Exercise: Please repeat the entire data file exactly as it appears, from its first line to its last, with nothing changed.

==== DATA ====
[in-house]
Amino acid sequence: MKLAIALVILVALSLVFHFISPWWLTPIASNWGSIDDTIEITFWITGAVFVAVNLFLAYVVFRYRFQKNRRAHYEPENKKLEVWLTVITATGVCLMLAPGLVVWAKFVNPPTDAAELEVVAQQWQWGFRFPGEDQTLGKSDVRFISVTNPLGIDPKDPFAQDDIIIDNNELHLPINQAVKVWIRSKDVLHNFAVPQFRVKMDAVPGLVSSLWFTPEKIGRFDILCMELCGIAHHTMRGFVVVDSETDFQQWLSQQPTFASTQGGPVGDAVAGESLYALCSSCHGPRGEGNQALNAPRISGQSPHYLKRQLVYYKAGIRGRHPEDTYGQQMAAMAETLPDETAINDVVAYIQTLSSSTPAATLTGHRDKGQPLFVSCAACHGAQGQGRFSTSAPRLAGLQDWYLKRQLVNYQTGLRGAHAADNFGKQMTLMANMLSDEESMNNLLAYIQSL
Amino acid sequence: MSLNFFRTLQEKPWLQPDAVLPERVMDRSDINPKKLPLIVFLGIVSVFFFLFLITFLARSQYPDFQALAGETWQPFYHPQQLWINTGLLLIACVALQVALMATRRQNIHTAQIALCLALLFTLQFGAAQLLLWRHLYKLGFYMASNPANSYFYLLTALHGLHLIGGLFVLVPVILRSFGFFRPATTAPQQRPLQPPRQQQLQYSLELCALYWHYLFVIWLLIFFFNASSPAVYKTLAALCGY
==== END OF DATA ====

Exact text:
[in-house]
Amino acid sequence: MKLAIALVILVALSLVFHFISPWWLTPIASNWGSIDDTIEITFWITGAVFVAVNLFLAYVVFRYRFQKNRRAHYEPENKKLEVWLTVITATGVCLMLAPGLVVWAKFVNPPTDAAELEVVAQQWQWGFRFPGEDQTLGKSDVRFISVTNPLGIDPKDPFAQDDIIIDNNELHLPINQAVKVWIRSKDVLHNFAVPQFRVKMDAVPGLVSSLWFTPEKIGRFDILCMELCGIAHHTMRGFVVVDSETDFQQWLSQQPTFASTQGGPVGDAVAGESLYALCSSCHGPRGEGNQALNAPRISGQSPHYLKRQLVYYKAGIRGRHPEDTYGQQMAAMAETLPDETAINDVVAYIQTLSSSTPAATLTGHRDKGQPLFVSCAACHGAQGQGRFSTSAPRLAGLQDWYLKRQLVNYQTGLRGAHAADNFGKQMTLMANMLSDEESMNNLLAYIQSL
Amino acid sequence: MSLNFFRTLQEKPWLQPDAVLPERVMDRSDINPKKLPLIVFLGIVSVFFFLFLITFLARSQYPDFQALAGETWQPFYHPQQLWINTGLLLIACVALQVALMATRRQNIHTAQIALCLALLFTLQFGAAQLLLWRHLYKLGFYMASNPANSYFYLLTALHGLHLIGGLFVLVPVILRSFGFFRPATTAPQQRPLQPPRQQQLQYSLELCALYWHYLFVIWLLIFFFNASSPAVYKTLAALCGY